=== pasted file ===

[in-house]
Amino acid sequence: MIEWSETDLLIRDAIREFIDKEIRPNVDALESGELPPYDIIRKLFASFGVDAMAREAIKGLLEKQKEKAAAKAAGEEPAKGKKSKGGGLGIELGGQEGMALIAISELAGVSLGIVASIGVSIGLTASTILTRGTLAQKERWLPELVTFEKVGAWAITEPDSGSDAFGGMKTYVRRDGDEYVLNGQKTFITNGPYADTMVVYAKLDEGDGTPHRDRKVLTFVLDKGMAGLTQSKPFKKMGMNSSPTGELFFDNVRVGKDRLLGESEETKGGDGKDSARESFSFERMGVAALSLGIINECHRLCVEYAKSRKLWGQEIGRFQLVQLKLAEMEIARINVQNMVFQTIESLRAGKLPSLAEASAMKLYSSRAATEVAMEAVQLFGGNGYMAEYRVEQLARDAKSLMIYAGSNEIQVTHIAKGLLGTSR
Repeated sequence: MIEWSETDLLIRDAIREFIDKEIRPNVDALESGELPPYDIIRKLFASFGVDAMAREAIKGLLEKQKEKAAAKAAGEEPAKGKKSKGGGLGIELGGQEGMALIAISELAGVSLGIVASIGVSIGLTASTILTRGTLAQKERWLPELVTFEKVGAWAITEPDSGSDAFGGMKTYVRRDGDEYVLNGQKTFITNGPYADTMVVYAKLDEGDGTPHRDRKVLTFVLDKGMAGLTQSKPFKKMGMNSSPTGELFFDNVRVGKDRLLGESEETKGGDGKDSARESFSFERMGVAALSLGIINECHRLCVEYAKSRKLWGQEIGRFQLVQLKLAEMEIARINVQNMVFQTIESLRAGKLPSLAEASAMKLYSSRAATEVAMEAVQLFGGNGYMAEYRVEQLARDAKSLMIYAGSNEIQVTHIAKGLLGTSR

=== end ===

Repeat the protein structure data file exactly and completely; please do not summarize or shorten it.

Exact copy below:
[in-house]
Amino acid sequence: MIEWSETDLLIRDAIREFIDKEIRPNVDALESGELPPYDIIRKLFASFGVDAMAREAIKGLLEKQKEKAAAKAAGEEPAKGKKSKGGGLGIELGGQEGMALIAISELAGVSLGIVASIGVSIGLTASTILTRGTLAQKERWLPELVTFEKVGAWAITEPDSGSDAFGGMKTYVRRDGDEYVLNGQKTFITNGPYADTMVVYAKLDEGDGTPHRDRKVLTFVLDKGMAGLTQSKPFKKMGMNSSPTGELFFDNVRVGKDRLLGESEETKGGDGKDSARESFSFERMGVAALSLGIINECHRLCVEYAKSRKLWGQEIGRFQLVQLKLAEMEIARINVQNMVFQTIESLRAGKLPSLAEASAMKLYSSRAATEVAMEAVQLFGGNGYMAEYRVEQLARDAKSLMIYAGSNEIQVTHIAKGLLGTSR
Repeated sequence: MIEWSETDLLIRDAIREFIDKEIRPNVDALESGELPPYDIIRKLFASFGVDAMAREAIKGLLEKQKEKAAAKAAGEEPAKGKKSKGGGLGIELGGQEGMALIAISELAGVSLGIVASIGVSIGLTASTILTRGTLAQKERWLPELVTFEKVGAWAITEPDSGSDAFGGMKTYVRRDGDEYVLNGQKTFITNGPYADTMVVYAKLDEGDGTPHRDRKVLTFVLDKGMAGLTQSKPFKKMGMNSSPTGELFFDNVRVGKDRLLGESEETKGGDGKDSARESFSFERMGVAALSLGIINECHRLCVEYAKSRKLWGQEIGRFQLVQLKLAEMEIARINVQNMVFQTIESLRAGKLPSLAEASAMKLYSSRAATEVAMEAVQLFGGNGYMAEYRVEQLARDAKSLMIYAGSNEIQVTHIAKGLLGTSR